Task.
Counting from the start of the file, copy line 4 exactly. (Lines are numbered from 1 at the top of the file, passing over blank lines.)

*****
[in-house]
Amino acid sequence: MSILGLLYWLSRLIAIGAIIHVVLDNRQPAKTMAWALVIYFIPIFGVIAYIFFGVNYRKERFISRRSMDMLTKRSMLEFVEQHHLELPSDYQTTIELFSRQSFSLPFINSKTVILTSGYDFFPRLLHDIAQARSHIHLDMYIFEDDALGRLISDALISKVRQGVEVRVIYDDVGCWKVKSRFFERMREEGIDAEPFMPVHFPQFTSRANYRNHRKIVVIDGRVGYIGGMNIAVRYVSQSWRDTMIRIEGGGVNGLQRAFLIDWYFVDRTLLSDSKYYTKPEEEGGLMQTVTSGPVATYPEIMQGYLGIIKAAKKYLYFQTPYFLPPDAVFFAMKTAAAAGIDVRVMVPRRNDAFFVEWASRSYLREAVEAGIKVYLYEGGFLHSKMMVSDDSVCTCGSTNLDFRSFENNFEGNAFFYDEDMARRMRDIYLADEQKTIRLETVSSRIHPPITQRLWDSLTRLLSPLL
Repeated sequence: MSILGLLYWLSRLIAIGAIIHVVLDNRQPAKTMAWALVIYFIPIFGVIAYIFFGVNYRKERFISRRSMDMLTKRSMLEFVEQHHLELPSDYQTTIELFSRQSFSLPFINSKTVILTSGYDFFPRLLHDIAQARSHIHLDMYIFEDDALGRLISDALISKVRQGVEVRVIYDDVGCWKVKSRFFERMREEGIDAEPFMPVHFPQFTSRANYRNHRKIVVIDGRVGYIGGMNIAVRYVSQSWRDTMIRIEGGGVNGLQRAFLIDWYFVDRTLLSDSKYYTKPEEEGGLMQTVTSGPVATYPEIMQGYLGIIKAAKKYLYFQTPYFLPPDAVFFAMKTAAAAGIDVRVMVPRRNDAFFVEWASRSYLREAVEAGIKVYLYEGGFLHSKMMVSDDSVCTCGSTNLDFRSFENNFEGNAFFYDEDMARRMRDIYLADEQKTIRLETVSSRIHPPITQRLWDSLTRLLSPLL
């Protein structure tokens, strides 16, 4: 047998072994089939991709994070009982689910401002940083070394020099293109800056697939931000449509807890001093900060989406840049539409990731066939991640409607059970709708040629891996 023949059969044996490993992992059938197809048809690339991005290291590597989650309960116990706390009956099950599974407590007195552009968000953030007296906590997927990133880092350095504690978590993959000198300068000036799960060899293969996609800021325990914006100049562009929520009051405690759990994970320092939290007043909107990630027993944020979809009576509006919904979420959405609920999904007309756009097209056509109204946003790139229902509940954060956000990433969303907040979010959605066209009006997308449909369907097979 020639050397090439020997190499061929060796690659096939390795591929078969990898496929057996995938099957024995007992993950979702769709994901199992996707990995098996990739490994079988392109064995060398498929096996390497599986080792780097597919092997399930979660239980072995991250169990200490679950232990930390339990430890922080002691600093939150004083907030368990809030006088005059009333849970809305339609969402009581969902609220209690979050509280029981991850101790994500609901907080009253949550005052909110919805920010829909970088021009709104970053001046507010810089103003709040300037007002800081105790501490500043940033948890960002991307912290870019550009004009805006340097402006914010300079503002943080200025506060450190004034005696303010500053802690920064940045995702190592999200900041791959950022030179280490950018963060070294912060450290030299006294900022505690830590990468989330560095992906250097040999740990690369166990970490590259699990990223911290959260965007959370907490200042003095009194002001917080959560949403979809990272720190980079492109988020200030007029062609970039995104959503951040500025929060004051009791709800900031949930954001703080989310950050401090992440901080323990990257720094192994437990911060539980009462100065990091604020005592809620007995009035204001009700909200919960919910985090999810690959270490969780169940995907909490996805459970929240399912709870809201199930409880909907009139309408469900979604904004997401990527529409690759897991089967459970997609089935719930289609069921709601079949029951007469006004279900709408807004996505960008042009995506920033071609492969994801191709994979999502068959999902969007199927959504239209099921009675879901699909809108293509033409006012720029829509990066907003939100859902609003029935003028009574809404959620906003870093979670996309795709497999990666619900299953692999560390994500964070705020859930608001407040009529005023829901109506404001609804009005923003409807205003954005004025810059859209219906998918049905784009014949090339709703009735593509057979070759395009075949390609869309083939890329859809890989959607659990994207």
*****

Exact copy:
């Protein structure tokens, strides 16, 4: 047998072994089939991709994070009982689910401002940083070394020099293109800056697939931000449509807890001093900060989406840049539409990731066939991640409607059970709708040629891996 023949059969044996490993992992059938197809048809690339991005290291590597989650309960116990706390009956099950599974407590007195552009968000953030007296906590997927990133880092350095504690978590993959000198300068000036799960060899293969996609800021325990914006100049562009929520009051405690759990994970320092939290007043909107990630027993944020979809009576509006919904979420959405609920999904007309756009097209056509109204946003790139229902509940954060956000990433969303907040979010959605066209009006997308449909369907097979 020639050397090439020997190499061929060796690659096939390795591929078969990898496929057996995938099957024995007992993950979702769709994901199992996707990995098996990739490994079988392109064995060398498929096996390497599986080792780097597919092997399930979660239980072995991250169990200490679950232990930390339990430890922080002691600093939150004083907030368990809030006088005059009333849970809305339609969402009581969902609220209690979050509280029981991850101790994500609901907080009253949550005052909110919805920010829909970088021009709104970053001046507010810089103003709040300037007002800081105790501490500043940033948890960002991307912290870019550009004009805006340097402006914010300079503002943080200025506060450190004034005696303010500053802690920064940045995702190592999200900041791959950022030179280490950018963060070294912060450290030299006294900022505690830590990468989330560095992906250097040999740990690369166990970490590259699990990223911290959260965007959370907490200042003095009194002001917080959560949403979809990272720190980079492109988020200030007029062609970039995104959503951040500025929060004051009791709800900031949930954001703080989310950050401090992440901080323990990257720094192994437990911060539980009462100065990091604020005592809620007995009035204001009700909200919960919910985090999810690959270490969780169940995907909490996805459970929240399912709870809201199930409880909907009139309408469900979604904004997401990527529409690759897991089967459970997609089935719930289609069921709601079949029951007469006004279900709408807004996505960008042009995506920033071609492969994801191709994979999502068959999902969007199927959504239209099921009675879901699909809108293509033409006012720029829509990066907003939100859902609003029935003028009574809404959620906003870093979670996309795709497999990666619900299953692999560390994500964070705020859930608001407040009529005023829901109506404001609804009005923003409807205003954005004025810059859209219906998918049905784009014949090339709703009735593509057979070759395009075949390609869309083939890329859809890989959607659990994207």